I've got good news and bad news.   The good news is that I was able to get a guy named Joe at my local shop who knew how to work the GC2 and he acted as my operator.   We set the smash to 1.45, hit the elevation to sea level and went at it using Wilson Duo's, the same ball I'd used on Sunday's on-course rounds.  

The bad news is that I had a hard time adjusting to the cage, as usual.   I never know where I'm aiming and what's worse, I don't know how to adjust my swing from shot to shot to correct errors.   So it's all just a blind guess.   My swing arc was passing less than six inches from the netting and I constantly felt I was going to hit the nearby Taylormade fitting carousel with my back swing.   My SS dropped a good 3 to 5 mph from the last time I used this same machine, either through my hibernation fatness, or increasing age, or the fact that I dialed myself back last fall when I was missing too many fairways.   Probably a combination of all three.   At any rate, I had a hard time cracking 102 today and I started out at around 90!  (It turns out that the drop in SS was probably due to a difference in the preset smash factors input into the machine during both my sessions.  I won't bore you with the details, but club head speed is a calculation with a pre-set in the GC2, not a measurement of the club head.)

Regardless, the only thing that matters was the comparison of relative numbers as I shifted between heads and shafts, and this I was still able to do.   To recap, I have an Optiforce 440 and 460 head, with a Rogue Silver and a Rogue Black shaft, plus a Fujikura Zcom TW74 shaft, and the Paderson Kevlar Green.    I tried them all in combination with each head.

Right away Joe and I determined that the 460 clubhead generated about 1000 more rpm of deadly spin.   It was spitting out RPM's in the horrible 3000's, regardless of the shaft used.   And it launched about 2 degrees higher than the other head, even though it was dialed down to -1 degree or a 9.5 equivalent.  These numbers were simply awful and produced very short distances on the monitor.  Frankly they were much worse on the monitor than they appeared on the range or the course (although I did suspect I would get somewhat higher spin with the 460) and this gives me yet another reason to take indoor monitor data with a lump of salt.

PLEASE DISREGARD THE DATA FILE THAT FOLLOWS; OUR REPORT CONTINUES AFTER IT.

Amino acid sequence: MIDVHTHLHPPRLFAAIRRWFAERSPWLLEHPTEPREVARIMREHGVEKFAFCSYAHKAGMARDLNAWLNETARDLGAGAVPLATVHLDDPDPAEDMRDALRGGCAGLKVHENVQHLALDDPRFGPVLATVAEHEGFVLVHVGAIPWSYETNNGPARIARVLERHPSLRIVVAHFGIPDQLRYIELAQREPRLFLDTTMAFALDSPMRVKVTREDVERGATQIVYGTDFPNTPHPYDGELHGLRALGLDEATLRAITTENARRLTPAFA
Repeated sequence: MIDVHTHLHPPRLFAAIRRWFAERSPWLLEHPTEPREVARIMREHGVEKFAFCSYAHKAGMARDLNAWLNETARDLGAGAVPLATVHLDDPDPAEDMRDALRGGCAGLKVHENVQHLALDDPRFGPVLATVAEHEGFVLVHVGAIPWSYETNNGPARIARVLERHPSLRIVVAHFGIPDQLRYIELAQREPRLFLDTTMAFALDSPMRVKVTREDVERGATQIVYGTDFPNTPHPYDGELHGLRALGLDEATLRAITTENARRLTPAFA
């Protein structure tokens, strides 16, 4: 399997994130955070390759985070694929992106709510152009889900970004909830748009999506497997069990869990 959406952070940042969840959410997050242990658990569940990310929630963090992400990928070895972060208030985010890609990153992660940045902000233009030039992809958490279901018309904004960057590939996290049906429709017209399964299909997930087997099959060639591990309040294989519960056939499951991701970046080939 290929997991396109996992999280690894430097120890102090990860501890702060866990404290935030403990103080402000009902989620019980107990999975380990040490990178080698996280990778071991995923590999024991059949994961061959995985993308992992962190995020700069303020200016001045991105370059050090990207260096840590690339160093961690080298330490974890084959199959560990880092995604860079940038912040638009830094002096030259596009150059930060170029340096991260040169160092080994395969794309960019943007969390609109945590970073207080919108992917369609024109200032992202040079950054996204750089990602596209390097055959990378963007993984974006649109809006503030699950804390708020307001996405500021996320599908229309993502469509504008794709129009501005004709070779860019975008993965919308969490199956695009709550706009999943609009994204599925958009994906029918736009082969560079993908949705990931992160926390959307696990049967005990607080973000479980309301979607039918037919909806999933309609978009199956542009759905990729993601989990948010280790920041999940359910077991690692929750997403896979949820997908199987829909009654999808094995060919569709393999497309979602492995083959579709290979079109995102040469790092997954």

Anyway, the 460's numbers when mated to the Rogue Silver and Black were just awful -- very high launch (20+) and very bad spin (3500+).   Curiously, the Rogue Silver was no better than the Black in either spin or launch angle.   This confirmed what I had been seeing on the course.   For me, the case is now closed on the Rogues and both have been sold off.  


Things significantly improved when I switched to the 440 head.   Spin plummeted into the 2000's instead of the 3000's.   Once again the Rogues were relatively higher launching and spinnier, not to mention shorter than either the Fujikura or the Paderson.  As for the showdown between the Fuji and the Paderson, the race was neck and neck all the way.   Each cluster of five balls I hit would be slightly faster and less spinny than the one before it, so it's hard to give either shaft the nod because I saw gradual improvement as time went on and my sinews loosened.   (This is a testament to the fact that I should always warm up on the range for at least 25 balls before I hit the course.) 

In the end, I saw no statistically significant difference in clubhead speed or spin between the Fuji and the Paderson, hence the reason why I haven't bothered to post a chart of the output.   If there was a concrete difference in those numbers, I'd post them, but there just wasn't.   Where there was a clearer margin of victory for the Paderson was in dispersion.   But this slight lead for the Paderson in the subjective category of dispersion is kind of a gut call.   You can't go by the + or - left and right numbers on the GC2 chart because one shaft that hits a shot -27 yards left and the next +27 yards right could appear to be statistically better than another shaft that hits everything consistently 3 yards left.   So it's a gut call you make after looking at the "bush" of overlaid yellow flight paths of one shaft and comparing it to the green bush of the other shaft.   I also compared these two shafts' impact points on the clubface.   As with the on-course review, I thought my impact cluster points with the Paderson were wider and worse than the Fuji, yet the results it produced from those poorer strikes were as tight or tighter than the Fuji.   This tells me the Paderson is the better shaft and that it has more in the tank.